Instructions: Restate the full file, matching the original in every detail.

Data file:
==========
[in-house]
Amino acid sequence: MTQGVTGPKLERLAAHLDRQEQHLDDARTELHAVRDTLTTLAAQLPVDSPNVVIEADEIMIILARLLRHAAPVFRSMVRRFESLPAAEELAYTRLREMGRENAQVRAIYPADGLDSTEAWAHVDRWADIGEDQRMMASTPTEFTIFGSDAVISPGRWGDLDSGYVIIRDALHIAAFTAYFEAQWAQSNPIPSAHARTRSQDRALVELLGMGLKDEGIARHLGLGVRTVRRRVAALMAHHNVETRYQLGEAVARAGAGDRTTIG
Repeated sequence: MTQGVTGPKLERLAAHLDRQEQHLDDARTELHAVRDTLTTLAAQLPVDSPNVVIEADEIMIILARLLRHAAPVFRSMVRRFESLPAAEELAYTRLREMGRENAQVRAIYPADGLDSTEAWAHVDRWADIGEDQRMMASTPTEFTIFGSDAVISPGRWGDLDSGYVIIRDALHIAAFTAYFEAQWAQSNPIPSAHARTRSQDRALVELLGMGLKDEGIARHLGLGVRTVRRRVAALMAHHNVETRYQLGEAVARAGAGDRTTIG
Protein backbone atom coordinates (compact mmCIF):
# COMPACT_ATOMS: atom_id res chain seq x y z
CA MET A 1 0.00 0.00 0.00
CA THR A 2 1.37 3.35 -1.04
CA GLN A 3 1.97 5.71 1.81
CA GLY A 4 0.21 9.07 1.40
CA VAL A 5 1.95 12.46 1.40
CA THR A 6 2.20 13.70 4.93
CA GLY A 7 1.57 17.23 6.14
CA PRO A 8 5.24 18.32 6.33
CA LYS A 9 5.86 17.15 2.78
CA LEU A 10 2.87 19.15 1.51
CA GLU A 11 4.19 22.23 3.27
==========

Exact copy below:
[in-house]
Amino acid sequence: MTQGVTGPKLERLAAHLDRQEQHLDDARTELHAVRDTLTTLAAQLPVDSPNVVIEADEIMIILARLLRHAAPVFRSMVRRFESLPAAEELAYTRLREMGRENAQVRAIYPADGLDSTEAWAHVDRWADIGEDQRMMASTPTEFTIFGSDAVISPGRWGDLDSGYVIIRDALHIAAFTAYFEAQWAQSNPIPSAHARTRSQDRALVELLGMGLKDEGIARHLGLGVRTVRRRVAALMAHHNVETRYQLGEAVARAGAGDRTTIG
Repeated sequence: MTQGVTGPKLERLAAHLDRQEQHLDDARTELHAVRDTLTTLAAQLPVDSPNVVIEADEIMIILARLLRHAAPVFRSMVRRFESLPAAEELAYTRLREMGRENAQVRAIYPADGLDSTEAWAHVDRWADIGEDQRMMASTPTEFTIFGSDAVISPGRWGDLDSGYVIIRDALHIAAFTAYFEAQWAQSNPIPSAHARTRSQDRALVELLGMGLKDEGIARHLGLGVRTVRRRVAALMAHHNVETRYQLGEAVARAGAGDRTTIG
Protein backbone atom coordinates (compact mmCIF):
# COMPACT_ATOMS: atom_id res chain seq x y z
CA MET A 1 0.00 0.00 0.00
CA THR A 2 1.37 3.35 -1.04
CA GLN A 3 1.97 5.71 1.81
CA GLY A 4 0.21 9.07 1.40
CA VAL A 5 1.95 12.46 1.40
CA THR A 6 2.20 13.70 4.93
CA GLY A 7 1.57 17.23 6.14
CA PRO A 8 5.24 18.32 6.33
CA LYS A 9 5.86 17.15 2.78
CA LEU A 10 2.87 19.15 1.51
CA GLU A 11 4.19 22.23 3.27